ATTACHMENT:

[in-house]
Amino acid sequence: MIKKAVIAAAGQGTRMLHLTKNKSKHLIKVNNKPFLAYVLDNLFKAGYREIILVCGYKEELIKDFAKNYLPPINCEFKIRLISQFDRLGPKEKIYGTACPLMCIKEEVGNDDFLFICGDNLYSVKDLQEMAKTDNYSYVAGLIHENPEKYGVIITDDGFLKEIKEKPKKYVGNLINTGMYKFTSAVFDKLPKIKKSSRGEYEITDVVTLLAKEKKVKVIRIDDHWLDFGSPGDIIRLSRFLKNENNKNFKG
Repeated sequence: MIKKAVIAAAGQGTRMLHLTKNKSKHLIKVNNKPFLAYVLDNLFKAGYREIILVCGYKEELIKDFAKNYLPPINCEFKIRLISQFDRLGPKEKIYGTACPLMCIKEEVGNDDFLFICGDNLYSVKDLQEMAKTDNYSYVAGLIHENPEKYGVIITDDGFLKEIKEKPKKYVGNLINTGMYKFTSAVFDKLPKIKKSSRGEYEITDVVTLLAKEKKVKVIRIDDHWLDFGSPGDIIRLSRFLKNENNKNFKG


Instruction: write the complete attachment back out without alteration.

[in-house]
Amino acid sequence: MIKKAVIAAAGQGTRMLHLTKNKSKHLIKVNNKPFLAYVLDNLFKAGYREIILVCGYKEELIKDFAKNYLPPINCEFKIRLISQFDRLGPKEKIYGTACPLMCIKEEVGNDDFLFICGDNLYSVKDLQEMAKTDNYSYVAGLIHENPEKYGVIITDDGFLKEIKEKPKKYVGNLINTGMYKFTSAVFDKLPKIKKSSRGEYEITDVVTLLAKEKKVKVIRIDDHWLDFGSPGDIIRLSRFLKNENNKNFKG
Repeated sequence: MIKKAVIAAAGQGTRMLHLTKNKSKHLIKVNNKPFLAYVLDNLFKAGYREIILVCGYKEELIKDFAKNYLPPINCEFKIRLISQFDRLGPKEKIYGTACPLMCIKEEVGNDDFLFICGDNLYSVKDLQEMAKTDNYSYVAGLIHENPEKYGVIITDDGFLKEIKEKPKKYVGNLINTGMYKFTSAVFDKLPKIKKSSRGEYEITDVVTLLAKEKKVKVIRIDDHWLDFGSPGDIIRLSRFLKNENNKNFKG